The boys’ lovers also shared with them in their honour or disgrace; and it is said that one of them was once fined by the magistrates because his favourite boy had let an ungenerous cry escape him while he was fighting. Moreover, though this sort of love was so approved among them that even the maidens found lovers in good and noble women, still, there was no jealous rivalry in it, but those who fixed their affections on the same boys made this rather a foundation for friendship with one another, and persevered in common efforts to make their loved one as noble as possible. Ἐκοινώνουν δὲ οἱ ἐρασταὶ τοῖς παισὶ τῆς δόξης ἐπ᾿ ἀμφότερα· καὶ λέγεταί ποτε παιδὸς ἐν τῷ μάχεσθαι φωνὴν ἀγεννῆ προεμένου ζημιωθῆναι τὸν ἐραστὴν ὑπὸ τῶν ἀρχόντων. οὕτω δὲ τοῦ ἐρᾶν ἐγκεκριμένου παρ᾿ αὐτοῖς, ὥστε καὶ τῶν παρθένων ἐρᾶν τὰς καλὰς καὶ ἀγαθὰς γυναῖκας, τὸ ἀντερᾶν οὐκ ἦν, ἀλλὰ μᾶλλον ἀρχὴν ἐποιοῦντο φιλίας πρὸς ἀλλήλους οἱ τῶν αὐτῶν ἐρασθέντες, καὶ διετέλουν κοινῇ σπουδάζοντες ὅπως ἄριστον ἀπεργάσαιντο τὸν ἐρώμενον. 

 

Claudius Aelianus, Historical Miscellany, III 10 & 12.

Aelian was a Roman writer of the early 3rd century AD, who nevertheless wrote in Greek.  His Historical Miscellany is a series of anecdotes from older writers.  [This anecdote is dated “some time later” than the death of Cyrus the younger, which occurred in 401 BC., so early in the 4th century.

The translation is by Nigel G. Wilson in the Loeb Classical Library volume CDLXXXVI (Cambridge, Massachusetts, 1997) with four amendments explained in footnotes.

Though I have many other good things to report of the Spartan ephors, there is one I have chosen to mention now. When one of the handsome boys[6] in their society chose a rich lover in preference to one who was poor but of good character, they imposed a fine, punishing, it would seem, the desire for possessions by a monetary penalty. And any man of good appearance and character who did not fall in love with someone well-bred was also fined, because despite his excellence he did not love anyone. It was clear that he could have made his beloved, and perhaps even another man, similar to himself. Lovers’ affection for their beloved has a remarkable power of stimulating the virtues, if the former are themselves worthy of respect. In fact there is also a Spartan law, that when a boy[7] commits a misdemeanour, the ephors are indulgent to a naive character and to the inexperience of youth, but they punish his lover instead, because they require lovers to watch and control what the young do. […]

Spartan boys are not overbearing or arrogant towards their lovers. It is possible to see that they behave in the opposite way to attractive boys [must repeat footnote] in other societies, from this evidence. They themselves ask their lovers to inspire[8] them; this is a Spartan word, meaning precisely “to love.” Spartan love has nothing shameful about it. For whether a boy is rash enough to submit to outrage[9] or a lover dares to go too far, neither of them profits by having brought dishonour to Sparta. They either abandon their country or, what is more serious, life itself.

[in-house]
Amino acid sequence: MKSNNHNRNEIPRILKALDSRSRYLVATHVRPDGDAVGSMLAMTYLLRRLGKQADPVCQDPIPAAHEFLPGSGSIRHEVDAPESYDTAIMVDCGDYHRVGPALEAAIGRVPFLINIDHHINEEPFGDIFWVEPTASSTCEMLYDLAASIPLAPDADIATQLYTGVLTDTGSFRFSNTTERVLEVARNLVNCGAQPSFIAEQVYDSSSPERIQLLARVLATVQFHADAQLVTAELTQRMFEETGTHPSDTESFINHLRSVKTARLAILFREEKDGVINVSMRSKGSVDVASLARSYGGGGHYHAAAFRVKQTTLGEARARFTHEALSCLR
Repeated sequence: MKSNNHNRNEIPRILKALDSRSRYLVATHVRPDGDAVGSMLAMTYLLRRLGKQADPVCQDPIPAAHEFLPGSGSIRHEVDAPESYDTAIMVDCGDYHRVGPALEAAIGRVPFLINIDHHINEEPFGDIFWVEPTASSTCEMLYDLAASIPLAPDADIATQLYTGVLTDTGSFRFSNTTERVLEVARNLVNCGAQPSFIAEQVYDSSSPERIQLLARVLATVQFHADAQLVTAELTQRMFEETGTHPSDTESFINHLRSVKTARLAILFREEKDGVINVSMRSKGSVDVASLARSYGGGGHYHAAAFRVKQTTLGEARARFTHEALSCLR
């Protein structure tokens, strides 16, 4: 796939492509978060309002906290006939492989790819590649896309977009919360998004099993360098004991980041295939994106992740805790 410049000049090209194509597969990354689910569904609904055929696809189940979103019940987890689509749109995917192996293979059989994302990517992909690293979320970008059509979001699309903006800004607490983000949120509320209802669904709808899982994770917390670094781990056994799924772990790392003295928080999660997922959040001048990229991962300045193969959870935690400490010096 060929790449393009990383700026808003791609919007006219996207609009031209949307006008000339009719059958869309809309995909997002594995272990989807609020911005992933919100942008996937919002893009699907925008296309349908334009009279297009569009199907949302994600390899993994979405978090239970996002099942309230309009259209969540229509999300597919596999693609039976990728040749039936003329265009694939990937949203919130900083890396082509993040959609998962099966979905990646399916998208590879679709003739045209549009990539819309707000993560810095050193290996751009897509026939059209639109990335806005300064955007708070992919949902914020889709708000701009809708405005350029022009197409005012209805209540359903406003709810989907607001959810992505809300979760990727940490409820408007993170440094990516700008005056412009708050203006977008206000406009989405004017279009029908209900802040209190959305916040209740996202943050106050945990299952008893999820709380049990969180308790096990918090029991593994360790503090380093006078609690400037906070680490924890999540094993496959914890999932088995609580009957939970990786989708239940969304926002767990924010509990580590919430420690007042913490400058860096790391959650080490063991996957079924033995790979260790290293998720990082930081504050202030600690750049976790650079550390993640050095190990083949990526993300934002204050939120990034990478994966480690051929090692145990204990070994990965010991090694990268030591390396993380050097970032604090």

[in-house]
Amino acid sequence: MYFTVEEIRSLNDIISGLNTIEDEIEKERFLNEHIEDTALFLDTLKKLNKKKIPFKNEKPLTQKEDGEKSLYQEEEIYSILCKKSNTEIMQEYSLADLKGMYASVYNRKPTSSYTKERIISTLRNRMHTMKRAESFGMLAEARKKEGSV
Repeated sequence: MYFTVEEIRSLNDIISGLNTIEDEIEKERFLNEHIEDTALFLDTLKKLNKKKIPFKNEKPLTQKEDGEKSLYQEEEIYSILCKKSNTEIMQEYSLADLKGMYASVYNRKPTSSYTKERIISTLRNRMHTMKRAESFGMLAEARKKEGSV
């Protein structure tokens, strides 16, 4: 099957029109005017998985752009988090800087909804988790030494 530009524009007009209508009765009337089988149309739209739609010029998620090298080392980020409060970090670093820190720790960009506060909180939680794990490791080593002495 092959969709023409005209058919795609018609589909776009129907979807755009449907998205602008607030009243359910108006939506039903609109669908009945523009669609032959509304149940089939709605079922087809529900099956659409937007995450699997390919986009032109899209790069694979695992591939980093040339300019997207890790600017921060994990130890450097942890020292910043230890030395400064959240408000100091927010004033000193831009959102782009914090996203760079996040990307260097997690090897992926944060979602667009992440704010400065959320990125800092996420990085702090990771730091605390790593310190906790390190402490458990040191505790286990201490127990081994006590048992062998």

[10] Περὶ τῶν ἐν Λακεδαίμονι ἐφόρων πολλὰ μὲν καὶ ἄλλα εἰπεῖν καλὰ ἔχω, ἃ δ᾿ οὖν προῄρημαι νῦν ἐρῶ ταῦτα. ὅτε τις τῶν παρ᾿ αὐτοῖς καλῶν πλούσιον ἐραστὴν εἵλετο τοῦ χρηστοῦ πένητος, ἐπέβαλον αὐτῷ χρήματα, κολάζοντες ὡς ἔοικε τὴν φιλοχρηματίαν τῇ τῶν χρημάτων ζημίᾳ. ἄλλον δέ τινα ἄνδρα καλὸν κἀγαθὸν οὐδενὸς ἐρῶντα τῶν καλῶς πεφυκότων καὶ τοῦτον ἐζημίωσαν, ὅτι χρηστὸς ὢν οὐδενὸς ἤρα· δῆλον γὰρ ὡς ὅμοιον ἂν ἑαυτῷ κἀκεῖνον ἀπέφηνεν, ἴσως δ᾿ ἂν καὶ ἄλλον. δεινὴ γὰρ ἡ τῶν ἐραστῶν πρὸς τὰ παιδικὰ εὔνοια ἀρετὰς ἐνεργάσασθαι, ὅταν αὐτοὶ σεμνοὶ ὦσιν· ἐπεί τοι Λακωνικὸς καὶ οὗτος νόμος, ὅταν ἁμάρτῃ μειράκον, τῇ μὲν ἀφελείᾳ τοῦ τρόπου καὶ τῷ νεαρῷ τῆς ἡλικίας συγγινώσκουσι, τὸν δὲ ἐραστὴν ὑπὲρ αὐτοῦ κολάζουσιν, ἐπιγνώμονας αὐτοὺς καὶ ἐξεταστὰς ὧν ἐκεῖνοι πράττουσι κελεύοντες εἶναι.

[12] Οὔκ εἰσι θρυπτικοὶ πρὸς τοὺς ἐραστὰς οἱ Λακεδαιμόνιοι καλοὶ οὐδὲ ἀλαζόνες, ἐπεὶ τοὐναντίον ἢ παρὰ τοῖς ἄλλοις ὡραίοις [τὰ] ἐκ τοῦτων καταμαθεῖν ἔστιν. αὐτοὶ γοῦν δέονται τῶν ἐραστῶν εἰσπνεῖν αὐτοῖς Λακεδαιμονίων δέ ἐστιν αὕτη ἡ φωνή, ἐρᾶν δὴ λέγουσα. Σπαρτιάτης δὲ ἔρως αἰσχρὸν οὐκ οἶδεν· εἴτε γὰρ μειράκιον ἐτόλμησεν ὕβριν ὑπομεῖναι εἴτε ἐραστὴς ὑβρίσαι, ἀλλ᾿ οὐδετέροις ἐλυσιτέλησε τὴν Σπάρτην καταμιᾶναι· ἢ γὰρ τῆς πατρίδος ἀπηλλάγησαν ἢ καὶ τὸ ἔτι θερμότερον [καὶ] τοῦ βίου αὐτοῦ.

Three Spartan Boys by Christoffer Wilhelm Eckersberg, 1812
 

 Hesychios of Alexandria, Alphabetical Collection of all Words

The otherwise unknown Hesychios compiled his Greek lexicon, the richest surviving, in the 5th century AD.  The translations are this website’s. The verb λακωνιζειν is translated as “lakonise”and means to behave like a Spartan. The last four excerpts should be considered together, as their main point is to show cumulatively that the meaning of “lakonise” in a sexual context was to pedicate, and thus that the Spartans had an especially strong reputation for pedicating boys.

ēta  η 315

                               Ēlakatēra 
Ēlakatēra: a contest in Lakedaimon, from Ēlakatas, who was the loved-boy of Herakles, according to Sosibios.

                                 Ἠλακάτηρα
Ἠλακάτηα· ἀγὸν ἐν Δακεὸαίμονι ἀπὸ Ἦλακάτου, ὃς ἢν ἐρόμενος Ἡρακλέους, οἷς φησι Σωσφως                            

 kappa κ 4735

                                kusolakon
Aristarchos says that Kleinias was so called because he lakonised with the kusos [see next entry], and they called using loved-boys “lakonising”.

                                κυσολάκων
Ἀρίσταρχὸς φησι τὸν Πλ(ε)ινίαν οὕτω λέγεσθαι τῷ κνσᾷ λακωίςοπα. τᾶ δῦ τοῖς παιδικοῖς χρήσασθαι λακωνίζειν ἔλεγεν